“Parsonages, God bless ’em”

I have been trying to diligently make my way through the book, The Unprivate Life of a Pastor’s Wife by Frances Nordland. I have finally made it to chapter 11. There have been a great many quotes that I thought were “quote worthy”, but that will probably be a later post. Chapter 8 dealt with a topic that any member of a pastor’s family knows and admittedly loves: the parsonage. The chapter was very interesting, but more humorous than anything in my opinion.

In the chapter, Nordland poses ten questions from an article in a magazine called This Week that church members should ask themselves if providing a parsonage for a pastor:

1. Does the parsonage need painting inside and out?

2. Do those stains on the walls and ceilings represent a roof leak?

3. Is the kitchen an obsolete “woman killer’? Are the stove and refrigerator more than fifteen years old?

4. Has the bathroom been modernized?

5. Is the furnace automatic? Does it keep the house warm enough in the winter?

6. Is the wiring safe? Are there enough outlets to run the appliances used in most homes?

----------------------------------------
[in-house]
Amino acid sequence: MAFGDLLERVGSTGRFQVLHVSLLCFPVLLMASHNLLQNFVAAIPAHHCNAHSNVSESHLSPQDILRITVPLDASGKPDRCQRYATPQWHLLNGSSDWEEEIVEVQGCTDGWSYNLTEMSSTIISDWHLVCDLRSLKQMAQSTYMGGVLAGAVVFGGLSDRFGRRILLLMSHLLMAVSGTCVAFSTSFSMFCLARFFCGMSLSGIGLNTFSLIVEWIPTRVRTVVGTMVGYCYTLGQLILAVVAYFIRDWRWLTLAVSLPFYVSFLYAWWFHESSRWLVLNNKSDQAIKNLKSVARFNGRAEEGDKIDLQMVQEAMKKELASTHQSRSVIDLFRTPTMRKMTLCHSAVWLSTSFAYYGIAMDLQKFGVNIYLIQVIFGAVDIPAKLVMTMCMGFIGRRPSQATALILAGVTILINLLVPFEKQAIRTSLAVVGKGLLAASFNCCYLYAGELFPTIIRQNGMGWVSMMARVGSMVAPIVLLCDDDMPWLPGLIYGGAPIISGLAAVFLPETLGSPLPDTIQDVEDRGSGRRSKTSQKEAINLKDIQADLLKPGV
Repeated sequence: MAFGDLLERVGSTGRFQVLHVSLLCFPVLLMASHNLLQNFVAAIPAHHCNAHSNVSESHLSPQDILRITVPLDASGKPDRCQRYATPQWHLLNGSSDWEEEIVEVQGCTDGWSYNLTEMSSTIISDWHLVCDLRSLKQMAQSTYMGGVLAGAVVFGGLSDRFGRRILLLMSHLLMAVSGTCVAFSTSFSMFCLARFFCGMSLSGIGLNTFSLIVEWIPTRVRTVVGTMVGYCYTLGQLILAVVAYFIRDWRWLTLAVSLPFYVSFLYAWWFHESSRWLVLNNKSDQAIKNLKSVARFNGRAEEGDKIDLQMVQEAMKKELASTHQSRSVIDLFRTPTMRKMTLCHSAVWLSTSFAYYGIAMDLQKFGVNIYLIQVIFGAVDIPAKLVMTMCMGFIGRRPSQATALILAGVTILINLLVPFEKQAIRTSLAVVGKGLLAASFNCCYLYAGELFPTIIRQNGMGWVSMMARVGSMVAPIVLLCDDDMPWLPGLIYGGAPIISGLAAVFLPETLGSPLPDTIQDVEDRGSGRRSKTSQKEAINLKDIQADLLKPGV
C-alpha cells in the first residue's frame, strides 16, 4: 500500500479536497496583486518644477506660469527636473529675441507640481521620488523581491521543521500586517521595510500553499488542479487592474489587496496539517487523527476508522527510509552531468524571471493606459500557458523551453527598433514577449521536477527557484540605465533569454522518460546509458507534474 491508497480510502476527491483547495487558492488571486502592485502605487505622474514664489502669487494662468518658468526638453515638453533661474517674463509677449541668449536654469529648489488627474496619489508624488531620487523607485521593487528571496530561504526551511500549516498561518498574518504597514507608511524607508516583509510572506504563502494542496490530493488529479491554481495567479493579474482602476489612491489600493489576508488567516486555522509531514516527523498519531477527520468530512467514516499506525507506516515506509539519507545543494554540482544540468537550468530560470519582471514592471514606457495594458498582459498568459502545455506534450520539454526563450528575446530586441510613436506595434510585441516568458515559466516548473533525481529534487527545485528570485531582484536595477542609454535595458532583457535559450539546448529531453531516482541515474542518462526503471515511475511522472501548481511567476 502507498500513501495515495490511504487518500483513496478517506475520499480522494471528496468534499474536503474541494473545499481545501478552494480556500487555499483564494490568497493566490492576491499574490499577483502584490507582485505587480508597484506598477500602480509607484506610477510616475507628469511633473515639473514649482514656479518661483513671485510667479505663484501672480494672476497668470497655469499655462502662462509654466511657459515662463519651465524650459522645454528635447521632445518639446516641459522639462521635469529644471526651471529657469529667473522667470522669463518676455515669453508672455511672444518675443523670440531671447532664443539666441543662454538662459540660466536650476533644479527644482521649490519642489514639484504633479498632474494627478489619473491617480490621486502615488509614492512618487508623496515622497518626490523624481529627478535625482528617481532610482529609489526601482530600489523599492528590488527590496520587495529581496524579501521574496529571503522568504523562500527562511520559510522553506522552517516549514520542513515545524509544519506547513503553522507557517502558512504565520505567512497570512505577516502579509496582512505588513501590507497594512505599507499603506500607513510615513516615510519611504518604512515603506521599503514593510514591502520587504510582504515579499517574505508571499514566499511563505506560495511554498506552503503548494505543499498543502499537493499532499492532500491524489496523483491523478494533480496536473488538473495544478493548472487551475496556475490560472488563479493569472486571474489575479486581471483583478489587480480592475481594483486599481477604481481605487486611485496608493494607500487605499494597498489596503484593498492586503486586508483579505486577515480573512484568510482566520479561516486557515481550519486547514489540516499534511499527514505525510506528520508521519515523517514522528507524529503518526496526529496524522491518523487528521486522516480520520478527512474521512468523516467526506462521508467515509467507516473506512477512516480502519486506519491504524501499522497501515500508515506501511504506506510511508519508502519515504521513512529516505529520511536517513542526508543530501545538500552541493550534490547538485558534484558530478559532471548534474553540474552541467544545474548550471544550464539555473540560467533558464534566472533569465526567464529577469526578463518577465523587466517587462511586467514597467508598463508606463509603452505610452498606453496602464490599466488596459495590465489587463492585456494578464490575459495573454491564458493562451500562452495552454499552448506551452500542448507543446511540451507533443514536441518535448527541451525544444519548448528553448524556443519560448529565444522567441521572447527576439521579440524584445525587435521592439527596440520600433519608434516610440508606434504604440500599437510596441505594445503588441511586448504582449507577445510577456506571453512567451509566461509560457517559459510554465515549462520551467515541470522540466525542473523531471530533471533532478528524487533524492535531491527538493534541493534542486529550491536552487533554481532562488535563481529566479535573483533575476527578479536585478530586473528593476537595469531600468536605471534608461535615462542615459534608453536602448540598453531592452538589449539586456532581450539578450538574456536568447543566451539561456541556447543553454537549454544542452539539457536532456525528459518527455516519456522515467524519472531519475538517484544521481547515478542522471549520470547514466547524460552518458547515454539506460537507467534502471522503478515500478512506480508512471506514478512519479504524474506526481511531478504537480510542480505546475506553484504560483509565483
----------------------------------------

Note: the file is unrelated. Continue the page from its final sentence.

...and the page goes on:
7. If the furniture is church-owned, is it comfortable and reasonably attractive?

8. Does the minister have a quiet place to meditate and prepare sermons?

9. How does the parsonage compare to other homes in the neighborhood?

10. Would you and your family like to live there?

The magazine article used these questions to help prove the point of the title of the article that the thing most ministers hate about their jobs is the parsonage. The article received tons of responses and one in particular was published, which Nordland quotes a substantial portion of in her chapter. The woman’s letter to the editor discussed how she loved living in the parsonages over the course of her husband’s ministry in different churches. She ended her letter with the title of this post “Parsonages, God bless ’em.”

I have lived in only one parsonage that I can actually recall, and I was only a Pastor’s Kid during that time, not a wife. If you want real stories about the parsonages, you’d better ask my mother. Though my experience and knowledge of parsonages is limited, those questions still make me laugh as I remember the one parsonage that I was able to call home. I do know one thing, parsonages certainly need God’s blessing!

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